Our second option takes the same concept we just went over and turns it up about a thousand notches. It’s a true Android power-user tool, and it allows you to create all kinds of custom physical gestures for doing almost anything imaginable on your device.

It’s an app called MacroDroid, and the easiest way to think about it is as an uber-advanced automation station for any Android gadget. I’m tellin’ ya: The possibilities this thing will unlock on your phone are virtually limitless and frequently mind-blowing.

Specific to our current conversation, MacroDroid will let you set your phone up to open any app, change any mode or setting, or even speak the current time aloud whenever you shake it or flip it over in a particular way.

Ready to explore what’s possible?

  • First, go snag MacroDroid from the Play Store.
  • Open it, make your way through its introductory messages, and then tap the big “Add Macro” button on its main screen.
  • Tap the plus icon within the “Triggers” box and select “Sensors” from the list that pops up.
  • For a shaking gesture, tap “Shake Device.” For a flip, tap “Flip Device” and then pick from any of the flippin’ options.
Android physical gestures: MacroDroid JR

MacroDroid can map all sorts of actions to different physical gestures, including a flip of your phone in any direction.

Once you’ve got your trigger set, tap the plus icon within the “Actions” box and decide what you want your phone to do. And my goodness, have you got choices!

  • To open a specific app, tap “Applications” and then select “Launch Application” to find the one you want.
  • If you’d like your gesture to take a photo or capture a screenshot, look under the “Camera/Photo” menu.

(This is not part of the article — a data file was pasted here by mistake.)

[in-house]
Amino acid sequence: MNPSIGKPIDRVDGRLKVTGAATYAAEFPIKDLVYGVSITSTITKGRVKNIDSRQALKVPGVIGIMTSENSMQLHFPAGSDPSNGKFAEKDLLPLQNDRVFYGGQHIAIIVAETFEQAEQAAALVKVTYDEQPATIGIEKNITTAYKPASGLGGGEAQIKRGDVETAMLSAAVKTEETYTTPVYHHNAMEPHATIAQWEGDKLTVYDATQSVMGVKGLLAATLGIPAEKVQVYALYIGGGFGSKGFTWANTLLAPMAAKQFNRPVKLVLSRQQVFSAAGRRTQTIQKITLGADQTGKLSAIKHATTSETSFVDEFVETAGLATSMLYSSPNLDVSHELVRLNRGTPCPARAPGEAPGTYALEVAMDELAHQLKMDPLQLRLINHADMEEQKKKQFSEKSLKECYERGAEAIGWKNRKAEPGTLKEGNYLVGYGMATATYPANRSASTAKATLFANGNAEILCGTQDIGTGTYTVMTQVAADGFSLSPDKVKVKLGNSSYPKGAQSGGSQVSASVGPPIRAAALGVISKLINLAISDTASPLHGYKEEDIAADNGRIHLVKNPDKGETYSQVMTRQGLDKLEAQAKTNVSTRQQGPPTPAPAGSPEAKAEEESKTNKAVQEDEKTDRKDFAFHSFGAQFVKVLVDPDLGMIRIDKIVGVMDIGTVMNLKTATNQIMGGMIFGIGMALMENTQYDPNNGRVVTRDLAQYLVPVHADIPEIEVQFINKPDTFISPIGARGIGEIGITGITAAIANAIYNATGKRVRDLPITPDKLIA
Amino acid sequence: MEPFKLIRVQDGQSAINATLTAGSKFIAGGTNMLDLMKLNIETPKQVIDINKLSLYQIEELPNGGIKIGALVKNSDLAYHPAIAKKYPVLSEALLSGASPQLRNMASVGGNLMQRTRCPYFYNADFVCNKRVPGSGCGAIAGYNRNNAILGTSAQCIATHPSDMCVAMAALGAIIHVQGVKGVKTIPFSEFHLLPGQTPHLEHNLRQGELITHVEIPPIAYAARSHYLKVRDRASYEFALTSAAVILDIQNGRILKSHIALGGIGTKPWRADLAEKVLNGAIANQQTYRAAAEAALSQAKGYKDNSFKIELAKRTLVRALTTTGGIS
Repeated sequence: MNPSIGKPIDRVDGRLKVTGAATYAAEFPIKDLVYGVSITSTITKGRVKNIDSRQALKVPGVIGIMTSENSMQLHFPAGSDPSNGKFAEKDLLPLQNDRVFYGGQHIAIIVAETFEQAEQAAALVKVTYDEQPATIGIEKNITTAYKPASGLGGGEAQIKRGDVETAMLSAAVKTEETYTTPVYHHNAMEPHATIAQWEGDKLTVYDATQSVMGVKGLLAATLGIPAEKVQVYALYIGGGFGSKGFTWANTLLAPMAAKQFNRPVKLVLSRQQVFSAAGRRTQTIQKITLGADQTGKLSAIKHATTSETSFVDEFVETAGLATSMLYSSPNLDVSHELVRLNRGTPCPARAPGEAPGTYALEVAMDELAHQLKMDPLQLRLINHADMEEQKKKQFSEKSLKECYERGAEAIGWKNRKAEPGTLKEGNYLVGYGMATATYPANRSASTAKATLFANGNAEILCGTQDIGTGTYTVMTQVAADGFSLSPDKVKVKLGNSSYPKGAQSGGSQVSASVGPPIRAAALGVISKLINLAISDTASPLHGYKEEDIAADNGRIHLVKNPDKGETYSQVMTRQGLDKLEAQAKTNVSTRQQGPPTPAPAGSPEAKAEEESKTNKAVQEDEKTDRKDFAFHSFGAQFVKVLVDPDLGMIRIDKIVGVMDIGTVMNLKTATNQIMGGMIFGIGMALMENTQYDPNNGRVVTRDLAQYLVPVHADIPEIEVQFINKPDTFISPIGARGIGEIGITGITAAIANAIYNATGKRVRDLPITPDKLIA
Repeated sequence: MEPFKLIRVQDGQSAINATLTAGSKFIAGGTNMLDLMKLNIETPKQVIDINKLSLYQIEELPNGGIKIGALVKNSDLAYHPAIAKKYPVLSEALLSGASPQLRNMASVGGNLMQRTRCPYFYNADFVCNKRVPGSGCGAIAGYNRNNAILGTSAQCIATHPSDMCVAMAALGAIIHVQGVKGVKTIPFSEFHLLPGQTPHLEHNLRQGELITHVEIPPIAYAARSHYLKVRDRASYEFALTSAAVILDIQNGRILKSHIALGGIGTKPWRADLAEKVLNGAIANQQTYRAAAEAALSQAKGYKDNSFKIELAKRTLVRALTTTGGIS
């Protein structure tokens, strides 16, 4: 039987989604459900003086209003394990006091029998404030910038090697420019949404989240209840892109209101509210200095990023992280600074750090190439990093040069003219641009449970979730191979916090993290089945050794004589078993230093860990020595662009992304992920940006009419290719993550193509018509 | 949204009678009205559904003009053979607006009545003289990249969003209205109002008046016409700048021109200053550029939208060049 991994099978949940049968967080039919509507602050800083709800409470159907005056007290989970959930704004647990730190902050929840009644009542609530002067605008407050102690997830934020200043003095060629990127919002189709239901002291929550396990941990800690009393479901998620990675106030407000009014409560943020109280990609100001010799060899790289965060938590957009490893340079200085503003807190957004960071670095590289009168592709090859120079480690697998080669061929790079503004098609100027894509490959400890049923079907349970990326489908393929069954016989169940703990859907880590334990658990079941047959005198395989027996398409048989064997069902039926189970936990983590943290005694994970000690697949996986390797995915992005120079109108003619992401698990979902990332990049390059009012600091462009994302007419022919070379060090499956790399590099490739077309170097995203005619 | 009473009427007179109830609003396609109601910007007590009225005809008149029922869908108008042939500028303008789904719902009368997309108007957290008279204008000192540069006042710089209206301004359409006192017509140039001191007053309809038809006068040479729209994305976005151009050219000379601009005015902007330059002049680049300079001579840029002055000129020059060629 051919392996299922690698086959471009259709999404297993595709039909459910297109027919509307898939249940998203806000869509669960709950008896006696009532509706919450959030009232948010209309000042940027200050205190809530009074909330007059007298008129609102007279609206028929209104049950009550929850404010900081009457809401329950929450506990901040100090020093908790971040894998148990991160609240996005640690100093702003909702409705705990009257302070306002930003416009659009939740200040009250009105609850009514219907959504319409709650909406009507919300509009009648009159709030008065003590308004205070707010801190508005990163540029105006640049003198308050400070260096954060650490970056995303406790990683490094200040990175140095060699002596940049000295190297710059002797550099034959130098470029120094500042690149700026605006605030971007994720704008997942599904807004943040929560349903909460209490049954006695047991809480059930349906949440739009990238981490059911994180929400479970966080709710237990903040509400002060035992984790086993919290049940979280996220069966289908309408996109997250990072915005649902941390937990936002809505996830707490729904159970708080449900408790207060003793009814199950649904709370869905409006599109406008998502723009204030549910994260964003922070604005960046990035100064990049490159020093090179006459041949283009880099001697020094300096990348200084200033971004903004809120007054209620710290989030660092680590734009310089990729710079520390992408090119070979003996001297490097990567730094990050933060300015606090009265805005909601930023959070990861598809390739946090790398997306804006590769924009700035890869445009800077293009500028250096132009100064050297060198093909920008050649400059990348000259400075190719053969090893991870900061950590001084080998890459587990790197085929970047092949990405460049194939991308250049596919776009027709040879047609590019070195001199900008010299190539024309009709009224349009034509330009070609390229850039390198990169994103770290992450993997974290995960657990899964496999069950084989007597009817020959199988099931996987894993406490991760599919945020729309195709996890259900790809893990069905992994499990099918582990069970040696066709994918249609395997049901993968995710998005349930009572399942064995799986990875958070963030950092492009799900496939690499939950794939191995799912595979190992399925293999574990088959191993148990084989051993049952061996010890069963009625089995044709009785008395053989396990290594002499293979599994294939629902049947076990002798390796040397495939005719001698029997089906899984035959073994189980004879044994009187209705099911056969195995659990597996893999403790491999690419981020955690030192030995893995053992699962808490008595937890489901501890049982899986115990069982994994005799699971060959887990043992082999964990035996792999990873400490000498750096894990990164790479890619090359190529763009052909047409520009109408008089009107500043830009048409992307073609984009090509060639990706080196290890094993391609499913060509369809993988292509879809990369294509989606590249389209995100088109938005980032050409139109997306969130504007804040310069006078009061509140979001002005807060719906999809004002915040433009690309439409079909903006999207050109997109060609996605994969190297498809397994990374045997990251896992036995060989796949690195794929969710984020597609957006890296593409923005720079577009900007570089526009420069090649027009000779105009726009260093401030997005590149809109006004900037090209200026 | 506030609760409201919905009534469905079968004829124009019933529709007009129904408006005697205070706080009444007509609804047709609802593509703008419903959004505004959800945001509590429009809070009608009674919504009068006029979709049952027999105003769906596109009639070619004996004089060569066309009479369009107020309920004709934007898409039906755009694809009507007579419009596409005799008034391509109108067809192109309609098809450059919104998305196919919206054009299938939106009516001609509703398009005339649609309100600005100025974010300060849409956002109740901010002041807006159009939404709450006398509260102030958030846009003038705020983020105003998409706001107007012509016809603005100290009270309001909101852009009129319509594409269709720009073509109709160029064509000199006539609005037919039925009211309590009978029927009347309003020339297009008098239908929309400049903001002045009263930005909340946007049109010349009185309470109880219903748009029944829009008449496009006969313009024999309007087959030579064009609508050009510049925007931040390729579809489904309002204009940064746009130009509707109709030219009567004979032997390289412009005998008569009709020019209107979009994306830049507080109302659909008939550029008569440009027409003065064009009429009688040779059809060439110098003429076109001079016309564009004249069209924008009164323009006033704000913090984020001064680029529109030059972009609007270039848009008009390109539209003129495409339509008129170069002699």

• For that time-talkin’ trick we tattled about a minute ago, tap “Date/Time” and dig up the “Say Current Time” option.
  • You can find the flashlight on/off command, similar to what Shake-Torch does, under “Device Actions.”
  • The “Volume” menu holds a host of useful commands for changing your phone’s sound settings, including toggling silent or Do Not Disturb mode on and off.

And onward from there.

Whatever you choose, your work here is almost finished: All that’s left is to tap the “Enter macro name” field at the top of main setup screen and give your macro a name — any name at all; it really doesn’t matter (I recommend Clancy) — and then hit the left-facing arrow in the corner of the screen to save it.

Oh, and one more thing: You’ll absolutely want to cackle gleefully and show off your phone’s fancy new feats to any iPhone owners in the area, as a reminder of the next-level productivity power only Android can provide.

MacroDroid is free to use with an optional $5 upgrade to eliminate ads throughout its setup interface and to enable some extra features (which aren’t required for anything we went over today). It doesn’t sell or share any sort of user data or require any disconcerting permissions.

And that, my fellow Android-appreciating animal, is all you need to know for this fast and fragrant upgrade. Have at it — and have a blast shaking, flipping, and/or throwing your phone to get stuff done!*

*Again, throwing your phone is not recommended, unless you actually want to break it — in which case it is extremely advisable. The author of this story takes no responsibility for any device damage or groin injuries incurred by random phone throwing. He will, however, chuckle quietly from afar.